• Damages

    Compensation awarded by a court to a party for loss suffered as the result of a breach of contract or negligence. The four main types of damages are general, special, liquidated and exemplary. Other categories of damages include aggravated and nominal damages.

  • Date for Commencement

    The date on which something will or does commence. Also known as Commencement Date.

  • Date for Practical Completion

    The date set in a construction contract by which a Contractor is obliged to bring the Works to Practical Completion. This date is adjustable under the contract (by Extensions of Time for example), however, if a Sunset Date is specified, the Date for Practical Completion cannot usually be adjusted beyond the Sunset Date.

  • Date of Acceptance of Tender

    The date which appears in the notice of writing of acceptance of the tender.

  • Date of Practical Completion

    The date on which Practical Completion is actually achieved (usually as certified by the Superintendent or an Independent Certifier).

  • Daywork

    A method of payment to a Contractor which is based on the Contractor's cost of labour and materials plus an agreed percentage for overheads and profit.

  • DCOM Contract

    A contract for the design, construction, operation and maintenance of a facility.  Also referred to as a DBOM contract (design, build, operate and maintain).

  • Debenture Trust Deed

    A deed that sets out the rules of a trust established for an issue or offer of debentures. Under the deed, the trustee holds specified rights in trust for the benefit of debenture holders.

  • Deed of Novation

    An agreement by the incoming, outgoing and continuing parties to a Contract to discharge the Contract and enter a new one on the same terms. The new (incoming) party is substituted for another (outgoing) party to the Contract with the continuing parties.

  • Deemed to Satisfy Compliant

    Materials, components, design factors, and construction methods and other items set out in the National Construction Code (NCC) which are prescribed as being complaint with the performance requirements of the NCC.

  • Defamation

    The publication of information about (or attributes of) a person, including a company (except in New South Wales), that damages that person's reputation in the eyes of the ordinary person. Every state and territory of Australia has its own defamation laws. The aim of a court action for defamation is to restore the reputation of the defamed person and may result in damages awarded to that person. In some cases the law provides a defence to the publication of defamatory material.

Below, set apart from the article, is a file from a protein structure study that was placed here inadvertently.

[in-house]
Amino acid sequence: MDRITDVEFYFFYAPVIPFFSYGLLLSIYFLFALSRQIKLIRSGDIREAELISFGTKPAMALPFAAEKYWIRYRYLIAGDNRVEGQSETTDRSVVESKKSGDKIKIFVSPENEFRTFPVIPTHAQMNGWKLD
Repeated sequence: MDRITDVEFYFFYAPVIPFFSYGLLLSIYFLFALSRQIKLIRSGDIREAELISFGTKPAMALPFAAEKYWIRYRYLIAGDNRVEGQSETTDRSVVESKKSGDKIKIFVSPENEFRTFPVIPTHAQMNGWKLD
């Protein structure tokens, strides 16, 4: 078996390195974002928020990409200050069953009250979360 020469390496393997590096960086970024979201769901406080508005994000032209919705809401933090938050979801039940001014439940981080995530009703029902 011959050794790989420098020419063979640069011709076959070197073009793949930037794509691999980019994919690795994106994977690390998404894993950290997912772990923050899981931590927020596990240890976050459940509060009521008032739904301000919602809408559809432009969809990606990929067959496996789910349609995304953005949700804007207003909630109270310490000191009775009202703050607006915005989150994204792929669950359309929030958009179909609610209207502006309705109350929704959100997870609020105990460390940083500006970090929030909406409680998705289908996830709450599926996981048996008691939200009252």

• Default

    A failure to perform a required act or obligation, or the performance of a dishonest or wrongful act or omission. Under a Contract, specified defaults may entitle the other party to terminate the Contract.

  • Defect

    Where the Works do not achieve the standard required by the Contract (which may be based on drawings, specifications, performance standards and industry practice).  Defects may be defects in workmanship or a defect arising as a result of later damage to the Works.

  • Defects Liability Period

    A period of time under a construction contract commencing at Practical Completion during which any defects that arise are to be rectified by the Contractor at the Contractor's cost (except defects caused by the Principal or parties it is responsible for). The duration is nominated under each Contract, and is typically 12 months, but can range between 6 and 24 months.

  • Defence

    A Defendant's formal answer to a Plaintiff's claim. Where there is a Cross-Claim, a defence to Cross-Claim should be filed in court or tribunal and served on the opposite party.

  • Delay and Disruption Costs

    Extra costs incurred by the Contractor as a result of interruption or reduced efficiency in performing the Works, which are recoverable if permitted by the Contract or at common law. These costs may include such things as the hire of plant or unproductive labour. Also known as Prolongation Costs.

  • Delegated Legislation

    Delegated legislation (also known as subordinate legislation, statutory rules, legislative instruments, statutory instruments, or subsidiary legislation) includes regulations, ordinances, by-laws, schemes, rules and orders-in-council. This legislation is not made by Parliament. It is made by a person or body authorised by an Act of Parliament and, if validly made, is as effective as laws passed by Parliament. Much of the law applicable to the construction industry is in delegated legislation, such as the Building Code of Australia, health and safety regulations and local government requirements.